Thursday 10th December 2020
OceanIQ’s parent company, the Global Marine Group (GMG), was appointed by Vattenfall to deliver the route clearance and cable installation campaign at Danish Kriegers Flak, an offshore wind farm located in the Baltic Sea, southeast of Copenhagen. The new development consists of 72 turbines linked to two offshore substations, splitting the site into two areas: Kriegers Flak A and Kriegers Flak B. Together the sites called for a total of 72 inter array cable routes; a large-scale project requiring detailed analytical work in order to determine the most economically viable routes for the entire site.
The full scope of work assigned to GMG for the project included:
OceanIQ was responsible for performing in-depth analysis on over 6,000 boulders and a vast amount of bathymetry data in order to find the safest possible route for the PLP240, and the inter array cables themselves, between the wind turbines at the site.
Before route engineering could begin, design parameters needed to be established with consideration for the capabilities of the equipment intended for boulder clearance and the digging of the cable trenches. The PLP240, engineered alongside Vattenfall and Osbit specifically for this project, would be able to achieve a clearance corridor of 16 m, remove boulders up to a maximum of 2 m in width and make cable turns on a 50 m radius.
The UTROV Grab was confirmed as being able to pick a boulder that was a maximum of 2.5 m in length and weighed a maximum of 10 tonnes, as long as two opposing arms could safely close around it. This meant that boulders greater than 2.5 m in length but under 2.5 m in width, or vice versa, could still be picked if they weighed less than 10 tonnes.
The ultimate goal of the boulder analysis work was to identify where on the cable routes the PLP240 would be able to clear boulders, where the UTROV Grab would be able to pick them, and where any remaining boulders too large for either of those activities would be left, requiring an amendment of the cable route itself. The process was iterative, with the cable route designed with all boulder and bathymetry data collated from within the PLP240’s 16 m cable corridor analysed, and the cable route adjusted based upon the results. This process was repeated until all immovable boulders were avoided and all other boulders could be ploughed or picked, which would then provide the team with the final cable routes.
To achieve the final boulder listing, the findings from the route survey provided by Vattenfall – which incorporated side scan sonar and multibeam data – had to be refined in order for the route engineering team to only see those boulders which fell within the parameters of the PLP240’s clearance corridor. A 16 m buffer was added around the initial cable route position lists (RPLs), in accordance with the width of the PLP240’s blade, and spatial intersection was conducted to highlight the auto-picked survey targets (boulders) that fell within the buffer. These boulders were then analysed and categorised by their size and mass to determine the clearance method required.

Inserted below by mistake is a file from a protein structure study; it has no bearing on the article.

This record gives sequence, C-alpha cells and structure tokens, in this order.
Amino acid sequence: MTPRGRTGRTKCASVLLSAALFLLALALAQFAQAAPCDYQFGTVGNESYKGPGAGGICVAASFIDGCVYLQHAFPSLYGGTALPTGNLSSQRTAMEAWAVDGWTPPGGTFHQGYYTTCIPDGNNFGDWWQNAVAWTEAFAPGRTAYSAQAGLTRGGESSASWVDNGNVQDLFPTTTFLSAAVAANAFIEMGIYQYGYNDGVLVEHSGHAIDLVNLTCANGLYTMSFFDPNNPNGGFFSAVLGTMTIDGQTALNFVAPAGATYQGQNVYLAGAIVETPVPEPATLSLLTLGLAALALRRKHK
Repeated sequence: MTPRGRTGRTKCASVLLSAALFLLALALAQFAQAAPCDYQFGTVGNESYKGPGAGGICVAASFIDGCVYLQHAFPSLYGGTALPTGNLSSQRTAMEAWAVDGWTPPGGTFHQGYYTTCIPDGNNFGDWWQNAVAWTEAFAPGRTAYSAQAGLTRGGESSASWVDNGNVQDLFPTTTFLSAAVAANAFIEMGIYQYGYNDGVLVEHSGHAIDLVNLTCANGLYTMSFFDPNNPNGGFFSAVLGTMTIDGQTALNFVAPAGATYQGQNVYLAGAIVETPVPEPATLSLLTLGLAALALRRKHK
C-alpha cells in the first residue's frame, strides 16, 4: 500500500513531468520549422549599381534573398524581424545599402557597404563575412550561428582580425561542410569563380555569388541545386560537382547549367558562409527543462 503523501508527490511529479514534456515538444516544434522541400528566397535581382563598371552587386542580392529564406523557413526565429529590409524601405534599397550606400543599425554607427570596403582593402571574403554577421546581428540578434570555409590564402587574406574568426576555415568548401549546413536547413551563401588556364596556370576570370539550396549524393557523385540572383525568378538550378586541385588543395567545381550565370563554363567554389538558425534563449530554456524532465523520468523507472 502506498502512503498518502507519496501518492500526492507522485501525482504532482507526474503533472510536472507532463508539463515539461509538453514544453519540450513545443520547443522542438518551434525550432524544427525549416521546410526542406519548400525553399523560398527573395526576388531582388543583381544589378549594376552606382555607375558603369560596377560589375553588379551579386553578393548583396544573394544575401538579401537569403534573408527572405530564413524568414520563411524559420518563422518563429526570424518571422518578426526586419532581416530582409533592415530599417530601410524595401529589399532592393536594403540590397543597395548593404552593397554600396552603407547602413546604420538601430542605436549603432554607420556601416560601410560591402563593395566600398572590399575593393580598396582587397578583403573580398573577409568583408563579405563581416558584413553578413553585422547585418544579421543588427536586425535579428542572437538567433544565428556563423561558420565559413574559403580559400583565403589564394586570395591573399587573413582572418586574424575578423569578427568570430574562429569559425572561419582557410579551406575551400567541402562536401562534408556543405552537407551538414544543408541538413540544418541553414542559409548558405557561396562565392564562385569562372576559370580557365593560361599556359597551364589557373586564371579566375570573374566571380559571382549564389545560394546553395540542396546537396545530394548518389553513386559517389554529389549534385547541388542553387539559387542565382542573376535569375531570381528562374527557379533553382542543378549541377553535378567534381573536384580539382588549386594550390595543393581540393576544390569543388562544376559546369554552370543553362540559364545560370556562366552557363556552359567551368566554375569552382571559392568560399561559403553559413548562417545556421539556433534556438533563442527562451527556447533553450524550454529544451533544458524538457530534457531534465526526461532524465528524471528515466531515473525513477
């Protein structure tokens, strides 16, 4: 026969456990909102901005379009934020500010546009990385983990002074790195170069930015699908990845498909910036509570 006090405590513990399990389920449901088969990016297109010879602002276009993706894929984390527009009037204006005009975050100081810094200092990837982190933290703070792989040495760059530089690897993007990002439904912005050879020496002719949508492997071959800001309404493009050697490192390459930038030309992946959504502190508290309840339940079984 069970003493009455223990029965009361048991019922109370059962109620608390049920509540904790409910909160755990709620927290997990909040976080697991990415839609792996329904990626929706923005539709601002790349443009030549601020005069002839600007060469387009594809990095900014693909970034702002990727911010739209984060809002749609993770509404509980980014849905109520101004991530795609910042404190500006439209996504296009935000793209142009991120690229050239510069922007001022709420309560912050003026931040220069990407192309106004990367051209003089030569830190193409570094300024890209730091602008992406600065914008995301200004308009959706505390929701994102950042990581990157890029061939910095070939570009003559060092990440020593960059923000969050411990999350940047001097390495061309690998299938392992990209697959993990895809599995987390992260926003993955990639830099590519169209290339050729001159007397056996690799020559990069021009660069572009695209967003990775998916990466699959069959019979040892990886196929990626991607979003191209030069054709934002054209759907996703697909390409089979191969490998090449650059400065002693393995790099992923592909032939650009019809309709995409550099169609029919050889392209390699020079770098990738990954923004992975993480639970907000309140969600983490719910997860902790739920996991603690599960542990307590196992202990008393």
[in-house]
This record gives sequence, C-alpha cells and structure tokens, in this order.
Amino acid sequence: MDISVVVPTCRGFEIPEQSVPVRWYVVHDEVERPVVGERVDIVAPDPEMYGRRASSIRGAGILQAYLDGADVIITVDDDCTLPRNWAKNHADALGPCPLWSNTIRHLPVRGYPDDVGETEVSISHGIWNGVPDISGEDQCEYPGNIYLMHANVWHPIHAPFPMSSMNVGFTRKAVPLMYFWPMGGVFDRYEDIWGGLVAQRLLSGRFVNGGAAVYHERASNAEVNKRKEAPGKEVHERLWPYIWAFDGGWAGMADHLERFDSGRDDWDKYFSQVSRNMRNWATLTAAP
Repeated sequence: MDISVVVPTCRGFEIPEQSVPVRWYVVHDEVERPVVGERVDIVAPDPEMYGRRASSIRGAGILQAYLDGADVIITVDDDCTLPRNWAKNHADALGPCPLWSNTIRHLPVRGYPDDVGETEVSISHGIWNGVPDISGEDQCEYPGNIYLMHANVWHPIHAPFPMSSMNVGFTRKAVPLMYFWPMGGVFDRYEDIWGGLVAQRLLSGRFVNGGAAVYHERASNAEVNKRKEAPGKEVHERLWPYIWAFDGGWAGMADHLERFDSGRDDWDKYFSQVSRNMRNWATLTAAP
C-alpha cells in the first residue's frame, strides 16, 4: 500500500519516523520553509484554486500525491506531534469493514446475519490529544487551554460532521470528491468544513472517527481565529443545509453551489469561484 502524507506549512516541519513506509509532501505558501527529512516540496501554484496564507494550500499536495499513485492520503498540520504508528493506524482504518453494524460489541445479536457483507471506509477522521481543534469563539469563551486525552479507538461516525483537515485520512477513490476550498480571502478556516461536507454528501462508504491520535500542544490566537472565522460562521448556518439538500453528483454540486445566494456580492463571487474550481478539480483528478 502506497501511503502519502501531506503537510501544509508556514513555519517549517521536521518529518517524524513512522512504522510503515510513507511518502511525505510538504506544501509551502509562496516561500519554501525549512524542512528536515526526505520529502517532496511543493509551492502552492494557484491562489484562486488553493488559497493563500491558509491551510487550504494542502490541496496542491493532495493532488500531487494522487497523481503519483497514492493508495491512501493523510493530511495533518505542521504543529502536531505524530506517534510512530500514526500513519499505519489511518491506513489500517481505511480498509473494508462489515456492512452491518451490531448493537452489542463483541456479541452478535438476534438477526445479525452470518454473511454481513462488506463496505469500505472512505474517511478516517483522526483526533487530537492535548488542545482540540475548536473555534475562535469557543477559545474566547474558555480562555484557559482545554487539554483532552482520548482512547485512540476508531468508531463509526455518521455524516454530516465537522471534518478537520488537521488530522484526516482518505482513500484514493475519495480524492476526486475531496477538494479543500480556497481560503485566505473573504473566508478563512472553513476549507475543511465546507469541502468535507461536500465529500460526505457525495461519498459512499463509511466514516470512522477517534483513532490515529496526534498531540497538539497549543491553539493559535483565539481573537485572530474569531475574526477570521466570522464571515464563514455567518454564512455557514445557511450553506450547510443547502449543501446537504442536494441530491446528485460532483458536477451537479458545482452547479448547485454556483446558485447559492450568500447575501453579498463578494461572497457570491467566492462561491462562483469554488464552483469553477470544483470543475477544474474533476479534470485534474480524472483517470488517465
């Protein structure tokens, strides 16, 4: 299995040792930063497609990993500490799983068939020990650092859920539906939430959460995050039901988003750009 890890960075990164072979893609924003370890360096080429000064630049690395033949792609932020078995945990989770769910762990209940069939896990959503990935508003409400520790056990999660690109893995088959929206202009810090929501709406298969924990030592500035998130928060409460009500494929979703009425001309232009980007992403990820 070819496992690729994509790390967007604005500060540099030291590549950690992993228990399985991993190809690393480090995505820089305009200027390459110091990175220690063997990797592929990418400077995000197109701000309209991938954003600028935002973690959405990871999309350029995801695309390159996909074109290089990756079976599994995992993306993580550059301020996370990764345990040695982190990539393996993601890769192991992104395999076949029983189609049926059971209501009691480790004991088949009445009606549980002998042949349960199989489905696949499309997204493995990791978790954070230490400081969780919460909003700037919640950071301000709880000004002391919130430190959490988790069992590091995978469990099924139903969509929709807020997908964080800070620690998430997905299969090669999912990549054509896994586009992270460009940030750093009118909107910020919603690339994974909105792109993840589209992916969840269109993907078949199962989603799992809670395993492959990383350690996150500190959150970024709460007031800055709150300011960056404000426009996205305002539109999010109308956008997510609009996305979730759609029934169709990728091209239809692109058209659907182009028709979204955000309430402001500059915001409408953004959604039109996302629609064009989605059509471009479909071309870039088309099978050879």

A significant number of boulders in the corridor were deemed too large to be removed by the UTROV Grab, however the auto-picking software that generated the original listing misidentified some clusters of small boulders as large, singular boulders. High-res bathymetry of the site was therefore inspected in order to clarify the findings and reclassify those which had been miscategorised.
Once the recategorisation was complete, the few immovable boulders that remained were routed around and avoided by the PLP corridor. With the final routes engineered, the final boulder listing was established resulting in a full boulder pick list for the grab and a list of boulders for the PLP240 to clear.
This detailed analysis led to a boulder risk mitigation strategy based primarily upon avoidance of larger or heavier stones whilst retaining routes which maximised the burial potential and protection for the cables. The inter array cable routes also had to avoid the potential unexploded ordinance (pUXO) targets identified by a thorough UXO survey campaign.
A series of additional tasks were also completed by the OceanIQ team in support of the project, which were as follows:
In total, the route engineering and boulder clearance work on the Danish Kriegers Flak project took almost 2 years to complete and afforded the team a great deal of experience that positively influenced the project and will be invaluable to future route engineering work too.
The investigative work completed by the OceanIQ team has enabled all 72 inter array cable routes to be successfully engineered and the cable trenches to be ploughed. Global Offshore are currently installing the cables on site and completing the cable pull ins at the turbines, with OceanIQ continuing to support, as required, to ensure the ongoing success of the project.
Francis Dick joined the Global Marine Group in 2018 and works as a Route Engineer for OceanIQ. Find out more about Francis on LinkedIn.
OceanIQ’s highly knowledgeable route engineering department provide a wide range of services designed to support subsea cable networks across the lifecycle of each system. Head to the Route Engineering services page here to see how OceanIQ can ensure the longevity and viability of your system, whether it be in the initial planning phases or in an existing system that is currently operational.
This article was published in pages 82-84 of PES Wind 41 Magazine